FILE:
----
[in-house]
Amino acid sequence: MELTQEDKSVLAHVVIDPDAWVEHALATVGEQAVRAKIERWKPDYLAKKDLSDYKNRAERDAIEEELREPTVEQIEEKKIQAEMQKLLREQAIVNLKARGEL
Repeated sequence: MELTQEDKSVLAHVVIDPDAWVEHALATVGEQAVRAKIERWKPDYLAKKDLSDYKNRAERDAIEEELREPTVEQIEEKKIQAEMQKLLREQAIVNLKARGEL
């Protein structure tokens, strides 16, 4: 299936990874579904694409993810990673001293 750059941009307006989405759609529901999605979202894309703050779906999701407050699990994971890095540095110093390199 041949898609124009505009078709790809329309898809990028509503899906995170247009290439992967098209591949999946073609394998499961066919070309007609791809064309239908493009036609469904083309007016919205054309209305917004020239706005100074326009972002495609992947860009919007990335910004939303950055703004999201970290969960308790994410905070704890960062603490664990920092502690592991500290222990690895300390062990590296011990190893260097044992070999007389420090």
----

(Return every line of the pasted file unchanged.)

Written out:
[in-house]
Amino acid sequence: MELTQEDKSVLAHVVIDPDAWVEHALATVGEQAVRAKIERWKPDYLAKKDLSDYKNRAERDAIEEELREPTVEQIEEKKIQAEMQKLLREQAIVNLKARGEL
Repeated sequence: MELTQEDKSVLAHVVIDPDAWVEHALATVGEQAVRAKIERWKPDYLAKKDLSDYKNRAERDAIEEELREPTVEQIEEKKIQAEMQKLLREQAIVNLKARGEL
């Protein structure tokens, strides 16, 4: 299936990874579904694409993810990673001293 750059941009307006989405759609529901999605979202894309703050779906999701407050699990994971890095540095110093390199 041949898609124009505009078709790809329309898809990028509503899906995170247009290439992967098209591949999946073609394998499961066919070309007609791809064309239908493009036609469904083309007016919205054309209305917004020239706005100074326009972002495609992947860009919007990335910004939303950055703004999201970290969960308790994410905070704890960062603490664990920092502690592991500290222990690895300390062990590296011990190893260097044992070999007389420090």